Seven Dada Manifestos and Lampisteries
Tristan Tzara—poet, literary iconoclast, and catalyst—was the founder of the Dada movement that began in Zürich during World War I. His ideas were inspired by his contempt for the bourgeois values and traditional attitudes towards art that existed at the time. This volume contains the famous manifestos that first appeared between 1916 and 1921 that would become the basic texts upon which Dada was based. For Tzara, art was both deadly serious and a game. The playfulness of Dada is evident in the manifestos, both in Tzara's polemic—which often uses dadaist typography—as well as in the delightful doodles and drawings contributed by Francis Picabia. Also included are Tzara's Lampisteries, a series of articles that throw light on the various art forms contemporary to his own work. Post-war art had grown weary of the old certainties and the carnage they caused. Tzara was on the cutting edge at a time when art was becoming more subjective and abstract, and beginning to reject the reality of the mind for that of the senses.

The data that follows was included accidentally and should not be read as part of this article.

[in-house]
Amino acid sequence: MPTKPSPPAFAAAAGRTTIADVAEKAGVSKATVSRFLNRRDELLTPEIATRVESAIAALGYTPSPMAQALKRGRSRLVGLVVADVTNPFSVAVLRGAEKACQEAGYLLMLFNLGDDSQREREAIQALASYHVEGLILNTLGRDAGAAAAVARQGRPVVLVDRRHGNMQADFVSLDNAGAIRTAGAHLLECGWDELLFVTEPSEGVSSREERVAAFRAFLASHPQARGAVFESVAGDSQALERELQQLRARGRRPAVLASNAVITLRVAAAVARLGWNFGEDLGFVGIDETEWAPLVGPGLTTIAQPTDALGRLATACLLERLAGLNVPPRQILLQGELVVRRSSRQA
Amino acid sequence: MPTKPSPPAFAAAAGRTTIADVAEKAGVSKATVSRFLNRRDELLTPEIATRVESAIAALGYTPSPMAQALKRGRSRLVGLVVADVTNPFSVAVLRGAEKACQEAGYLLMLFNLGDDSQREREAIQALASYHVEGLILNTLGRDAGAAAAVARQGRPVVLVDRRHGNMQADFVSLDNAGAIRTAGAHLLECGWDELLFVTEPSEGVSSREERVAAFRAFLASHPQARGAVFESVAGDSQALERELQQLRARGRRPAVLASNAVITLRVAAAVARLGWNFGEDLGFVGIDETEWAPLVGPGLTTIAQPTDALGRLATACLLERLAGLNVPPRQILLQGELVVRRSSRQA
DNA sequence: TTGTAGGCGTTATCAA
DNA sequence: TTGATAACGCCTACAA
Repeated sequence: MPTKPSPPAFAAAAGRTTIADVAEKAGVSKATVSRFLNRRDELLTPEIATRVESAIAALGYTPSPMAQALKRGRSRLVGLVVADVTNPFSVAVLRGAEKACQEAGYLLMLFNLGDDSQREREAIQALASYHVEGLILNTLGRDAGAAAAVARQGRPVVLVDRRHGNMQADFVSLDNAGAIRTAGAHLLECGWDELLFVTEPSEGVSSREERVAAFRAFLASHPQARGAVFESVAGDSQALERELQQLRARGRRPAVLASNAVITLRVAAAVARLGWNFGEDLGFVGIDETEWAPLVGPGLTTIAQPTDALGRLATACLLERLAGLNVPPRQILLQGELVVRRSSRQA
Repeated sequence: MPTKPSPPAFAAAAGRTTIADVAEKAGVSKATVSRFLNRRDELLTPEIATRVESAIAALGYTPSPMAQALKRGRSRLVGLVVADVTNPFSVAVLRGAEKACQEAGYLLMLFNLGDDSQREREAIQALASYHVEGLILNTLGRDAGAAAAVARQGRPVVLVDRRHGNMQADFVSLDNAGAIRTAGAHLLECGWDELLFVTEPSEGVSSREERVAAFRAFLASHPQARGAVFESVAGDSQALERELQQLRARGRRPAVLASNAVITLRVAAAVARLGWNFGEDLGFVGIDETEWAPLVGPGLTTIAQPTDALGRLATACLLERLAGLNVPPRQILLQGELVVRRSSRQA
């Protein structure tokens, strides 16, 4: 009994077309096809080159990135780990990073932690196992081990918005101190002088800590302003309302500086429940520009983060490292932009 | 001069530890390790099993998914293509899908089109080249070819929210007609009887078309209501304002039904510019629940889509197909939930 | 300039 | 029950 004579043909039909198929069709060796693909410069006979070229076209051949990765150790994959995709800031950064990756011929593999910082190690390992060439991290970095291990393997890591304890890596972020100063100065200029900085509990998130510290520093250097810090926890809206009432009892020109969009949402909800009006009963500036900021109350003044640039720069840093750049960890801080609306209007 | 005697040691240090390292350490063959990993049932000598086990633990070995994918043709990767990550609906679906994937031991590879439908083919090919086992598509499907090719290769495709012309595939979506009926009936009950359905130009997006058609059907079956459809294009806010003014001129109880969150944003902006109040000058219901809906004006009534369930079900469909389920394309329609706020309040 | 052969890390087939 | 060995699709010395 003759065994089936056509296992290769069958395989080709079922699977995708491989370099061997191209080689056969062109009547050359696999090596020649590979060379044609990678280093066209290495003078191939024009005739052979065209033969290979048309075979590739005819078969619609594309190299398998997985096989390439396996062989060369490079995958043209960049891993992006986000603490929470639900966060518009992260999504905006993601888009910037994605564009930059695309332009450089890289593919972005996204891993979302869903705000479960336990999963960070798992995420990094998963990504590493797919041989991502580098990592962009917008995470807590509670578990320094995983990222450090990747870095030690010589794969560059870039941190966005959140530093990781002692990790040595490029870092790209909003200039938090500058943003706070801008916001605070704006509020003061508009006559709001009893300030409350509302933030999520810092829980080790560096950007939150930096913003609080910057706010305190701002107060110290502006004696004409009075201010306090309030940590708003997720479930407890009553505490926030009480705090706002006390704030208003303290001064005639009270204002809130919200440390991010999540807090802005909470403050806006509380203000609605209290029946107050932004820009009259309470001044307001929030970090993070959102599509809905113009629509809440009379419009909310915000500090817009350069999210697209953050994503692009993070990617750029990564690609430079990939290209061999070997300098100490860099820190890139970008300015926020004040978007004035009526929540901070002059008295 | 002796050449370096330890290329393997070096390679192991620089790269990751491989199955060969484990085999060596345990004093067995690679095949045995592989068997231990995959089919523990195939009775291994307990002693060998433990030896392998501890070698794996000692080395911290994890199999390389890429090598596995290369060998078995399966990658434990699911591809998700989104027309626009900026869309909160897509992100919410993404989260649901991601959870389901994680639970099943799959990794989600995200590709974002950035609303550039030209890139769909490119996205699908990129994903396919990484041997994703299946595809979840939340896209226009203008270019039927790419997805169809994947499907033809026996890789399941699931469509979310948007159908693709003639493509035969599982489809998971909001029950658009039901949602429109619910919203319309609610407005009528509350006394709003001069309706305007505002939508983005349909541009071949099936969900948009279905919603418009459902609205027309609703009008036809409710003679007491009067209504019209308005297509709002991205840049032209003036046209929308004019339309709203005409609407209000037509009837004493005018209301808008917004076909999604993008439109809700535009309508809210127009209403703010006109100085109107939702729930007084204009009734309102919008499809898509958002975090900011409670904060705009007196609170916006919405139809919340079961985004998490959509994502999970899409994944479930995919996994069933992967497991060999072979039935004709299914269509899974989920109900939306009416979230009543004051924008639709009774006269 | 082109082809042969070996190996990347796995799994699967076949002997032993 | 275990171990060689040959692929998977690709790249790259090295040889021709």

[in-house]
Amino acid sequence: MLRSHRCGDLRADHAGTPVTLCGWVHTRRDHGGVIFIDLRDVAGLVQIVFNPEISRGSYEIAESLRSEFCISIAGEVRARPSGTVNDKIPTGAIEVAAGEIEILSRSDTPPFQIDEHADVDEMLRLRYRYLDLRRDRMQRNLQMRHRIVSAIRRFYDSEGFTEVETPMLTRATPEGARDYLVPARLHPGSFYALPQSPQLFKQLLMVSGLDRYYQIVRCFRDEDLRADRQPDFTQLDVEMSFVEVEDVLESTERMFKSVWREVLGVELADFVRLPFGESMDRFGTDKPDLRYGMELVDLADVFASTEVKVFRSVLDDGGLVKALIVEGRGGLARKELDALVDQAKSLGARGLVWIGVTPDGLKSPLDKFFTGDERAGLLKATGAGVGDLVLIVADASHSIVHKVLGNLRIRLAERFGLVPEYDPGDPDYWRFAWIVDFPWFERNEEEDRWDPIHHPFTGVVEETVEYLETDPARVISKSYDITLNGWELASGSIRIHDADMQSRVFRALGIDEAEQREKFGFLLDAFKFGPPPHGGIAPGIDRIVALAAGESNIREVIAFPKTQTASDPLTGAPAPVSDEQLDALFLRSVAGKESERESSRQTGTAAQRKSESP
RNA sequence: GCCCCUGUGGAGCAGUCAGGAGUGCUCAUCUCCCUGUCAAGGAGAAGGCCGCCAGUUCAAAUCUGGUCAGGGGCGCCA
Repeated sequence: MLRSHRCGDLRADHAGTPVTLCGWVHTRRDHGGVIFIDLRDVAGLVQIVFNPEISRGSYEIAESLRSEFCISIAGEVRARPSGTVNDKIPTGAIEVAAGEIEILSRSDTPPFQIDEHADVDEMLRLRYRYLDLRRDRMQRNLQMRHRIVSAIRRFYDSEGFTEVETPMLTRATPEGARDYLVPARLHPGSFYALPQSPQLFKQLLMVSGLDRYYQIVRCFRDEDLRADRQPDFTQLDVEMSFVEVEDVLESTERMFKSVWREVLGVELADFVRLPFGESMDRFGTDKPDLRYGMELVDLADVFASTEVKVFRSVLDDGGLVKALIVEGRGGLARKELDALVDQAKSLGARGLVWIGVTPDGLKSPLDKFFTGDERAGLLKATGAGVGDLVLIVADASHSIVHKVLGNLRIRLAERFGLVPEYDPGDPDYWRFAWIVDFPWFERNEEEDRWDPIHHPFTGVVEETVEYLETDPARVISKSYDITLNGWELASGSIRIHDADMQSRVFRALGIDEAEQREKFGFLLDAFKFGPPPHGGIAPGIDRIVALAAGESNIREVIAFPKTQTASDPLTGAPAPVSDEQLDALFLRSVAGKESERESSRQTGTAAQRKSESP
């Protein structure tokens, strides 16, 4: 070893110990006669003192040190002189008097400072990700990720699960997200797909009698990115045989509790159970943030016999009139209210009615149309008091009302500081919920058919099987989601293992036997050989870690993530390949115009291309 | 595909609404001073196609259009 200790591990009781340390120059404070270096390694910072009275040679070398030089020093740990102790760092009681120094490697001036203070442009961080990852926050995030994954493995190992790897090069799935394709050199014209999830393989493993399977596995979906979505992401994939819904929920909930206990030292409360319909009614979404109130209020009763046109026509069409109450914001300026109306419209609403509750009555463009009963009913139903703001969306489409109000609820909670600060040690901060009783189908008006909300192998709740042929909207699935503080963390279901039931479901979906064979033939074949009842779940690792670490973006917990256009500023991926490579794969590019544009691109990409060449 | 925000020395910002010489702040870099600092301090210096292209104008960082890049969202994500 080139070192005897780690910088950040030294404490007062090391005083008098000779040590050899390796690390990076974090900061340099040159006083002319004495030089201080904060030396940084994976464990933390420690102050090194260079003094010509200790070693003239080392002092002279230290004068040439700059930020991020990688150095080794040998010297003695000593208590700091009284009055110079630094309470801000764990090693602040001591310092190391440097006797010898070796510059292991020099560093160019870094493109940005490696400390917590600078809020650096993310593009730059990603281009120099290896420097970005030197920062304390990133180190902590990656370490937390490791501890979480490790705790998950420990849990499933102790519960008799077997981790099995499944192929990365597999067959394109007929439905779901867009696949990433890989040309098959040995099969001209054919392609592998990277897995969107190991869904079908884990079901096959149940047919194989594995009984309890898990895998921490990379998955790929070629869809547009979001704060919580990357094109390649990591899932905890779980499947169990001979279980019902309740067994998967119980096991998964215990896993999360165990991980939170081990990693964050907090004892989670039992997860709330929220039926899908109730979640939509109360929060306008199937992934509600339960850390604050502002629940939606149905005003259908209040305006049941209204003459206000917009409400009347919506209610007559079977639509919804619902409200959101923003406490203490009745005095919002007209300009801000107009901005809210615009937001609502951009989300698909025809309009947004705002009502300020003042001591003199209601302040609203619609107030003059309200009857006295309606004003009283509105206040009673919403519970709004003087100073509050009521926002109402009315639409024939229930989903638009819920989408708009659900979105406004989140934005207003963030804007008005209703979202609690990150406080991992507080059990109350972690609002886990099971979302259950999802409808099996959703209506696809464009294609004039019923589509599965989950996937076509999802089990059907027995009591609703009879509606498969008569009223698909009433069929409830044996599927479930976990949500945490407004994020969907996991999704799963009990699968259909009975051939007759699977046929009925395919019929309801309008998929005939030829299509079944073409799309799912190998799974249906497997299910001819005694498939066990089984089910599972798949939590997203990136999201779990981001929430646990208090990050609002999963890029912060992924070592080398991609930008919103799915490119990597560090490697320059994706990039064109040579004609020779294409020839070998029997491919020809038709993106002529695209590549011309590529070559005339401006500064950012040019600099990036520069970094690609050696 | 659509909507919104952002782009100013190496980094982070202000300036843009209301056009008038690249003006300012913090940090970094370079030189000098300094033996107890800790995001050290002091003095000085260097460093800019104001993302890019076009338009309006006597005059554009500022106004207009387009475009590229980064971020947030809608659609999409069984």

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Tristan Tzara, Barbara Wright. V ... other, equally platonic, pleasures. Ring up
your family on the telephone Q V-> y_s Q) C. , X-2. C. c. <. 'I wanted to give myself
a bit of publicity. * No more manifestos. *Sometimes. 23 Tristan Tzara's Manifesto.
Tristan Tzara, Barbara Wright ... Everyone was charming. Tristan Tzara, a small,
absurd and insignificant individual was giving a lecture on the art of becoming
charming. He was charming, at that. Everyone is charming. And witty. It's
Tristan Tzara, Barbara Wright. A CALDERBOOK CB 358 UK £6.99 USA $10.95
SEVEN DADA ANFestos an LAMPISTERIES Tristan Tzara Translated by Barbara
Wright Tristan Tzara, one of the most colourful personalities of the ...
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